Thursday, February 5, 2015
'Morning Mika' And The Minimum Wage
We were somewhat stunned to see the interview above on 'Morning Joe' recently, not because of the content of the story but because of the reaction and body language of Mika Brezinski, one of the co-hosts.
(Why isn't it called 'Morning Mika and Joe' yet, you have to wonder in these days of equality and all that?)
We thought this was an important lesson not only in the distance many in the media seem to be away from the 'real world' of everyday life where normal people run normal businesses or have normal jobs but also because of the lack of serious understanding about how our free market system works in the first place.
If you don't want to watch the entire 7-minute segment*, here's the basic story line. Alan Beatts, a small bookstore owner in San Francisco, of all liberal and tolerant and accepting cities in America, is going to shut his business down due to the mandated $5/hour hike in the minimum wage that the city recently passed into law.
'That doesn't sound like a very big hike to me', Ms. Brezinski said after Mr. Beatts told his story in a very calm and matter-of-fact manner.
Of course not. $5 is not a big deal to most people. Certainly not someone who is making $2 million per year in salary according to some sources. (Joe Scarborough pulls down $4 million per year which is not bad for a show that may have 367,000 people watch at any moment during their 3-hour morning segments. That is $10/viewer for Morning Joe; $5.67 for Morning Mika according to the Daily Beast.)
But what about to the small businessman such as Alan Beatts, owner of Borderlands Bookstore in San Francisco? How does a $5/hour hike in the minimum wage affect him? He is the 'owner'; certainly he can afford that, right?
Well, let's do the simple math:
He has 3 minimum wage employees. $5/more per hour means his costs go up immediately upon implementation of the new wage scale $15/hour. He has to pay his workers for at least 8 hours per day as they rotate on shifts; time-and-a-half for overtime or holidays and weekends perhaps.
If it is just a straight 8-hour workday for all 3 minimum wage workers, that is $15/hour x 8 hours/day or $120/day in extra costs to Mr. Beatts.
'That still doesn't sound like a lot of money to me!' we can hear Ms. Brezinski exclaim.
Of course not. $120 shouldn't be a big deal to a 'fat cat, wealthy business owner' who are all presumed to be the Koch Brothers by the news media for some reason.
The reality of life in America is that for every Koch Brother, there are probably 13.5 million small business owners in precisely the same situation as Mr. Beatts of Borderlands Bookstore in San Francisco, California. Maybe millions more.
To put this in the bottom-line context, which is important in any business, that $120/day in marginal increased costs to Mr. Beatts amounts to $26,400 over a 220-day work year, just in minimum wage hikes alone. When overtime and holidays are factored in, it could be $36,400 or more.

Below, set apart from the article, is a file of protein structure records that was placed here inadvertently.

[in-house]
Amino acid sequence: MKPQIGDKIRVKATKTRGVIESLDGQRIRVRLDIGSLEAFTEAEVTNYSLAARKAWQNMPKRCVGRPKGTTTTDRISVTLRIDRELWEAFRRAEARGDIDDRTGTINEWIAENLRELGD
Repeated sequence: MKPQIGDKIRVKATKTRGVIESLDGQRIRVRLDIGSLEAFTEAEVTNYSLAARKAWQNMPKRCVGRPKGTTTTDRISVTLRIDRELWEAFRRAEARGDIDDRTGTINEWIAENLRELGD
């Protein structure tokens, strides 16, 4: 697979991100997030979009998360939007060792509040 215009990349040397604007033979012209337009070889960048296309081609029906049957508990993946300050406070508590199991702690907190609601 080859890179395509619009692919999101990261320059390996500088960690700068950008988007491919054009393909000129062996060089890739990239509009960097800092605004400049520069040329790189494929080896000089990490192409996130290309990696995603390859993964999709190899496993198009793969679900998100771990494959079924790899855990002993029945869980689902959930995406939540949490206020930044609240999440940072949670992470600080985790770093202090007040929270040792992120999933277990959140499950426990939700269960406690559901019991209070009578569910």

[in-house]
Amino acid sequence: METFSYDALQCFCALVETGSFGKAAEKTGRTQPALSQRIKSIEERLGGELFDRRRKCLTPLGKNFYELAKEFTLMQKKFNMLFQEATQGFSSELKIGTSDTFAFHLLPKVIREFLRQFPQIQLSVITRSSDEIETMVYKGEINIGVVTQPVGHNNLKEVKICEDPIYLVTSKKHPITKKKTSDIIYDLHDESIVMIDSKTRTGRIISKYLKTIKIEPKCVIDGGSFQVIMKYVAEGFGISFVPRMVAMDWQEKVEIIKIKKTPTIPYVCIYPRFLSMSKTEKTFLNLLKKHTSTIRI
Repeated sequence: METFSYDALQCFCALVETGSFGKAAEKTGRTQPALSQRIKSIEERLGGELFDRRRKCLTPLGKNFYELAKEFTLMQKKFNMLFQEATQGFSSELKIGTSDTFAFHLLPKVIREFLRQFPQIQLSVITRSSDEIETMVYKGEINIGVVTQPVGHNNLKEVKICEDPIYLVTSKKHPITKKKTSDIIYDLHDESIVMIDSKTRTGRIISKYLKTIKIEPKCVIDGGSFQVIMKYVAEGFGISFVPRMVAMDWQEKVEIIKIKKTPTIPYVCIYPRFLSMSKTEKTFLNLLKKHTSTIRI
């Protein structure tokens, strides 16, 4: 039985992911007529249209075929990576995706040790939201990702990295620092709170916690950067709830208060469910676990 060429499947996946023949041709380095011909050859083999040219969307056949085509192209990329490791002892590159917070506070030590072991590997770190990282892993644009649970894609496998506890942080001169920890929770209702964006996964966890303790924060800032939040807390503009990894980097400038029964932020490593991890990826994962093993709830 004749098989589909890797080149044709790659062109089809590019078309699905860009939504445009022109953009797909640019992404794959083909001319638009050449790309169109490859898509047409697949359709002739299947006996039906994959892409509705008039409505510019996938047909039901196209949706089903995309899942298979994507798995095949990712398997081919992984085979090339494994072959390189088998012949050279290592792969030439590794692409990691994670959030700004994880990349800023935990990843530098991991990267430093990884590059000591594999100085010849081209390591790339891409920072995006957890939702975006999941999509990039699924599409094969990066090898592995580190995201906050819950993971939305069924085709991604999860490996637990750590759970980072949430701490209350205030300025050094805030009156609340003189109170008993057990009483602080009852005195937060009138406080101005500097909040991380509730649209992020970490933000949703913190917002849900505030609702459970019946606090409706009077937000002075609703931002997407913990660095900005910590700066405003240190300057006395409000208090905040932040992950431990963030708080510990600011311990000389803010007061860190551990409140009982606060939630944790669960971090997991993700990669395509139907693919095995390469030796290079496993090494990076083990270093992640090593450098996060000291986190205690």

Mr. Beatts said that the new minimum wage on San Francisco will drive up his costs close to 39% alone not counting any other factor.
In addition to that, he will have to pay his manager more simply because the minimum wage has pushed up the wage scale across-the-board. Every other non-minimum wage worker will want to see his/her hourly wage or salary go up in commensurate scale which will add more costs to his bottom line.
What will Mr. Beatts have to see happen in his bookstore when the minimum wage goes up to $15/hour for his 3 employees to make it work? That is right...he would have to see more books sold on a daily basis to produce enough new revenue to generate a gross profit of at least $121/day to stay ahead of the game.
Is that even possible in these days of Kindles and on-line books against the backdrop of the average American reading only 1 book per year in all likelihood?
Mr. Beatts doesn't think so. So he is making plans to close his bookstore in San Francisco.
So what will happen to these 3 minimum wage workers and the manager? You are correct. They will be laid off unless they can find other work in which case they will leave Mr. Beatts all along to pack up his belongings and close down his shop that he probably bought/built with savings out of his own pocket or credit cards he maxed out to the hilt to get the original inventory of books on the shelves to sell in the first place.
If they can't find other jobs, they will apply for unemployment benefits which will drive up the costs of government and mean higher taxes which will mean another round of more debt and more spending and more central planning by government.
This is one reason why we think everyone who runs for public office should be forced to show proof that he/she had any experience running a business, even if it was a lemonade stand growing up or delivering newspapers back when people used to read them every morning.
Running any business at any level is very difficult work.We have said it before but it bears repeating again: These business people deserve a Congressional Medal of some sort just for taking the risks and making the investments and having the skills to run a business so the rest of us can be employed by them because: 1) we lack the skill to run our own business: 2) we are too risk-averse to put all of our savings at risk to start a business with no assurance that it will even succeed at some point in the future or 3) we just prefer to do our job, go home and let the owner do all the worrying and fretting every night.
What oftentimes sounds like a 'good thing' to do, such as raising the minimum wage by 30% as in the case of San Francisco, many times winds up hurting the very people that political advocates say they are trying to help.
Ask Mr. Beatts and his 3 minimum wage workers.
*( click on the link above if you are receiving this via email distribution to see the entire interview)